This particular news bit that I am about to report, brings me nothing but sheer sadness – if I hadn’t just had my afternoon cup of Kava I might very well be curled up in a ball in a corner somewhere crying!
There is a current policy shift in motion within the Fijian government. They plan to ban Kava kava in some of the more remote villages of Fiji’s island on a regular Monday through Friday basis – declaring that it is only to be had on the weekends. Fiji is one of the possible birth homes of domesticated Kava kava, so to hear that it might become less of a regular part of some Fijians’ lives, is truly extremely heart wrenching.
What could this mean on a greater scale? It’s possible that Kava crops and Kava farming might be reduced as a side effect of cutting back on regular Kava enjoyment. The villagers, some of whom rely on Kava farming for a livelihood, might be put out of work. And yet, Commissioner Eastern Netani Rika suggests that villagers start reducing their consumption of Kava kava and begin working on income-generating village projects. He spoke with villagers from Vanuatu, Komo, Namuka and Ogea on that matter in particular.
The basis of this heart-breaking policy recommendation according to Commissioner Eastern Netani Riki, is that Kava is to blame for the poverty of these villages and the problems with development that the iTaukei people have been experiencing. But, as I mentioned above and will now reinforce – cutting out Kava consumption entirely five days a week is going to greatly reduce the need for Kava crop production. Not only is this a source of local income, but Kava is also one of the major trade products coming from Fiji and enjoyed by many other nations.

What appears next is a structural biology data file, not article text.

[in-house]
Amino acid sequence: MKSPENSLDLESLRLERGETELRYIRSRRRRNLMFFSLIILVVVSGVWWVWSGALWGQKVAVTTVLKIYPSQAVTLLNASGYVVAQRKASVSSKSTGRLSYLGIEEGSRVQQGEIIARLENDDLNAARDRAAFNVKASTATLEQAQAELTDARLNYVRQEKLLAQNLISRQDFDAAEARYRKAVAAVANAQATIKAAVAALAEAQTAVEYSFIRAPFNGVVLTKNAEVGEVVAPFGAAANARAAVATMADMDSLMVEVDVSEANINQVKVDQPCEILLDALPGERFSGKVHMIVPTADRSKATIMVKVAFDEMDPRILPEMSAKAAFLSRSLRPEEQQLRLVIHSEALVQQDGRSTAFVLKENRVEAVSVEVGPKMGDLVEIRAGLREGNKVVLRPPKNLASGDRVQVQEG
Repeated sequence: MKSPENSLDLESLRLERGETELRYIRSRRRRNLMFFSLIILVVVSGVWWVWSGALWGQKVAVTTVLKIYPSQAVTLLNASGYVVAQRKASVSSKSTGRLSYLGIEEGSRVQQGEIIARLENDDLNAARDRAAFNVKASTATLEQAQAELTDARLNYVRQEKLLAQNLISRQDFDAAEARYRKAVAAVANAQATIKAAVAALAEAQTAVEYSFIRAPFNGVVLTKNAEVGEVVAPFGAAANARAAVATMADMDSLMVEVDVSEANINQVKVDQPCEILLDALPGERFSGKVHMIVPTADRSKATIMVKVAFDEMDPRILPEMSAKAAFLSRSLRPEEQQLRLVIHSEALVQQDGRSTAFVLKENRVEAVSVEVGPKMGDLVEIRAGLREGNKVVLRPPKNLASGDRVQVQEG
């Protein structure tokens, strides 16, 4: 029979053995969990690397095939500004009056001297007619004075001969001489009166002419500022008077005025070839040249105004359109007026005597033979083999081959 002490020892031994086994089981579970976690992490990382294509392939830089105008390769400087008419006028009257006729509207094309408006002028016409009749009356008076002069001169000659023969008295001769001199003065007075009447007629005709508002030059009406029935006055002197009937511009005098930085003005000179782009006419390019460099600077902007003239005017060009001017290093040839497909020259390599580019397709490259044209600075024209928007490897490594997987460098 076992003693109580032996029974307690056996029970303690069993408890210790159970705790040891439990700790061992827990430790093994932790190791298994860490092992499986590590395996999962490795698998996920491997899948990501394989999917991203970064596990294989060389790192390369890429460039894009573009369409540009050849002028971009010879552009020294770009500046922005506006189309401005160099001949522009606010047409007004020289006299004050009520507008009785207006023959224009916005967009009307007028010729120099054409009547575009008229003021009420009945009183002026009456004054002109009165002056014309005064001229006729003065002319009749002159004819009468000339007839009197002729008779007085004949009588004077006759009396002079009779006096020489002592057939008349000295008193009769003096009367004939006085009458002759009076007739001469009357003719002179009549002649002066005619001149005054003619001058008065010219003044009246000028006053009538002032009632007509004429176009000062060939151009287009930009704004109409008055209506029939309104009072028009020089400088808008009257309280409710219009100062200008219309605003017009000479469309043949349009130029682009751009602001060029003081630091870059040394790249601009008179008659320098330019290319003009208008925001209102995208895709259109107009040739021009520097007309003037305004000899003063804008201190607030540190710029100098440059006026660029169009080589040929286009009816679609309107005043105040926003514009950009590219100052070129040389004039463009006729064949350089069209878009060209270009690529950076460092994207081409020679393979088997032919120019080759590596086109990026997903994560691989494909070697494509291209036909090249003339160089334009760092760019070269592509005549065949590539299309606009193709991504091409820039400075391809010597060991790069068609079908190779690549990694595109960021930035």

So, if Kava consumption is reduced on the basis of it becoming less of a part of Fijian villagers’ daily lives – then is it not safe to say that jobs will be lost and GDP (Gross Domestic Product) reduced? This sounds like it will reduce development and productivity to me, not increase it.
It seems unlikely that Netani Rika has ever had pure Kava kava himself, because surely if he had he would understand all of the wonderful benefits and life enjoyment it brings and how all of this will be taken away from the villagers if this terrible ban goes through!
One other thing batting around in my mind is whether or not the people behind this policy recommendation understand that the regular enjoyment of Kava might not be the cause of poverty and stunted village development – but might rather be a healing mechanism. I would beg for the councils involved to look at the deeper roots of the social problems and not to blame one of the things that continue to add to the happiness of the village people.
I am very much relieved to hear that it is only something in the making and has not yet actually gone through. Hopefully there is still time for the Fijian policy developers to come to their senses and learn to appreciate and encourage Kava kava consumption for the many beautiful things it has done for the people of the islands.